Forthcoming May 2019 • paper
Recently, many American higher education institutions have endured politically motivated disturbances undermining academic freedom. Unlike the wave of disruptions under the expanded “free speech” banner in the Sixties, these new protests have often sought to limit the speech of invited speakers, campus spokespersons, and the media with whom they disagreed. In response, many prominent persons, including former President Obama, university leaders, and faculty senates, have sought to restore the primacy of open dialogue as an academic ideal.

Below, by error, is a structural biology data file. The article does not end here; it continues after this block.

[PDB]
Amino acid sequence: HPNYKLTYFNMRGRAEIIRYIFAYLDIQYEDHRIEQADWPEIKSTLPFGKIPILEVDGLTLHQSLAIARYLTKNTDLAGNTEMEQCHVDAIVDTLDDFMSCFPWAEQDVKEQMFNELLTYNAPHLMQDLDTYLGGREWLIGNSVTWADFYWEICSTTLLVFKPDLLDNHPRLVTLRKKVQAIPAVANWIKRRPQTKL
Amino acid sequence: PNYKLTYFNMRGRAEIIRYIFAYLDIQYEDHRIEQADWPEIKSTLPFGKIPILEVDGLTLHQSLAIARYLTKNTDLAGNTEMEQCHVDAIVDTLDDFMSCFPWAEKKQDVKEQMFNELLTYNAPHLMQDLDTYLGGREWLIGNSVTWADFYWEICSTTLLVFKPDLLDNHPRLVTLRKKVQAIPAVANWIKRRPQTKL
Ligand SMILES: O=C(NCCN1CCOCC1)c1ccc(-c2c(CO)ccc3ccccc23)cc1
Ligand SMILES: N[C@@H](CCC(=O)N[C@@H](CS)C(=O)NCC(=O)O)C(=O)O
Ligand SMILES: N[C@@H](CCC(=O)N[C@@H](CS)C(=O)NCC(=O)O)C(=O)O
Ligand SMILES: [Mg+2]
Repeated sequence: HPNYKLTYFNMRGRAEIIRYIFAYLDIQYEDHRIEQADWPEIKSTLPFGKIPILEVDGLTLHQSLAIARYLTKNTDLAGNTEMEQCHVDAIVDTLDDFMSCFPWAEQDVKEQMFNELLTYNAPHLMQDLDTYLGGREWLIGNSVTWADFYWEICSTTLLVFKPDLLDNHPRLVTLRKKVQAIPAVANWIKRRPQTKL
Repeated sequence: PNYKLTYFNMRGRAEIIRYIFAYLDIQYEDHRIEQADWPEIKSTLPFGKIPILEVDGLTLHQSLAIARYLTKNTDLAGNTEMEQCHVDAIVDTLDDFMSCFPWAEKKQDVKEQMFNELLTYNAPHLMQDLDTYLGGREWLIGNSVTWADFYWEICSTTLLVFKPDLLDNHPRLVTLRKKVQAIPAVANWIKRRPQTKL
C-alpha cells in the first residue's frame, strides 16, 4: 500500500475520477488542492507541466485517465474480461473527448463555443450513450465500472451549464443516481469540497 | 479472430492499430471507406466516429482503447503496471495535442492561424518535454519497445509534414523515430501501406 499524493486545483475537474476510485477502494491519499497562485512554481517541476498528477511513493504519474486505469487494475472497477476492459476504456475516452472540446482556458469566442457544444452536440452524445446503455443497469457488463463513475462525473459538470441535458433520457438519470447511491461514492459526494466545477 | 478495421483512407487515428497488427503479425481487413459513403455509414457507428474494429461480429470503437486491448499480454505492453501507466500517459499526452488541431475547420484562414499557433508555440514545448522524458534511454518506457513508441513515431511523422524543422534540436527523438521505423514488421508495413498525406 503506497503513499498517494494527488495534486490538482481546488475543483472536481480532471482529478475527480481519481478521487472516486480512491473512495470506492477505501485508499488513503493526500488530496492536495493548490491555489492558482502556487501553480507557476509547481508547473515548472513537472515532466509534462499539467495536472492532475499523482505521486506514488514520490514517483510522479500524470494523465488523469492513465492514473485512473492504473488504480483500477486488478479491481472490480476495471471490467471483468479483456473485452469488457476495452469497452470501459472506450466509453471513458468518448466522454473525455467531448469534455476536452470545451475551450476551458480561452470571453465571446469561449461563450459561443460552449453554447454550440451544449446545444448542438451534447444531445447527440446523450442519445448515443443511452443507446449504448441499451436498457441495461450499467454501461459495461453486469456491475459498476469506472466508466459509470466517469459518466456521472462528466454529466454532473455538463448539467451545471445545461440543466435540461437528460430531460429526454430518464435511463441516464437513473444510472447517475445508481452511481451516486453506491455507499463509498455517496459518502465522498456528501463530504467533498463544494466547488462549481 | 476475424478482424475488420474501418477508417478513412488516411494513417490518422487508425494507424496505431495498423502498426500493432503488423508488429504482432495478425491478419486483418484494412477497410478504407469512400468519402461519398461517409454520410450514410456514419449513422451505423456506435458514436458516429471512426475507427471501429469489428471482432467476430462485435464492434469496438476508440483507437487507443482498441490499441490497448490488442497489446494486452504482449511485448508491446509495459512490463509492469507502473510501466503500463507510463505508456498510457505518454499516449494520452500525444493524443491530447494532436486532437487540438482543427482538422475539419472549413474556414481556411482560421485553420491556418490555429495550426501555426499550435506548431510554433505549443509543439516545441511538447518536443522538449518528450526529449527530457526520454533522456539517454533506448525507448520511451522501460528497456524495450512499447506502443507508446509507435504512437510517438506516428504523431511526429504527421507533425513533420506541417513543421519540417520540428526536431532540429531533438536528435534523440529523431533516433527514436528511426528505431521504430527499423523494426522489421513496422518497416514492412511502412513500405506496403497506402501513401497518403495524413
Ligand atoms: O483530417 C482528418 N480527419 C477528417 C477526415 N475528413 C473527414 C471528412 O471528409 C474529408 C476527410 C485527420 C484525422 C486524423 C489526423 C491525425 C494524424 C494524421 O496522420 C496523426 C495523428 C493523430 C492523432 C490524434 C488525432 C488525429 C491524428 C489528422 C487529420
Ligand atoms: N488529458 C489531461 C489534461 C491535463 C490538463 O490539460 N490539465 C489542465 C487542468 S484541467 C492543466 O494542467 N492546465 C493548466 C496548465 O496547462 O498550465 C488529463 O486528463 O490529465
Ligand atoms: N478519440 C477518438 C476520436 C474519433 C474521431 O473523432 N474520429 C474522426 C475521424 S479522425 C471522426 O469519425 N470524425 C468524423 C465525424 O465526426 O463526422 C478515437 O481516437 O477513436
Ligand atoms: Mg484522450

The barking dog of censorship usually creates attention. This book discusses incidents that created national publicity at Amherst, Brown, City University of New York, Evergreen, Lewis and Clark, Michigan, Middlebury, New York University, Reed, Seattle, Yale, UC Berkeley, University of Pennsylvania, University of Washington, Vanderbilt, and Wesleyan. But, if that guard dog just silently patrols the fences of acceptable campus discourse, nothing may be heard in the vacuum created. Many speakers will not be invited and many public policy issues will be thought too controversial for open discussion. Even tenured faculty may avoid expressing ideas that will upset their colleagues or campus activists. For free speech, the problem may be more often what is omitted from campus discussions, the silenced stages, than overt suppression. This book reports on original research about the topics and participants in on-campus policy debates or forums where divergent viewpoints were presented regarding 24 national policy areas. Accessing campus calendars for 2014 and 2015 in a stratified national sample of 97 universities and colleges and 28 law schools enrolling 991,802 students annually, the results show a paucity of such events, except at very elite wealthy institutions or law schools. For most students in American higher education, the opportunity to hear on-campus debates about important public policy issues does not exist. Free speech for controversial speakers dominates the press coverage, but the more important story of the absence of debate and divergent opinion is missed.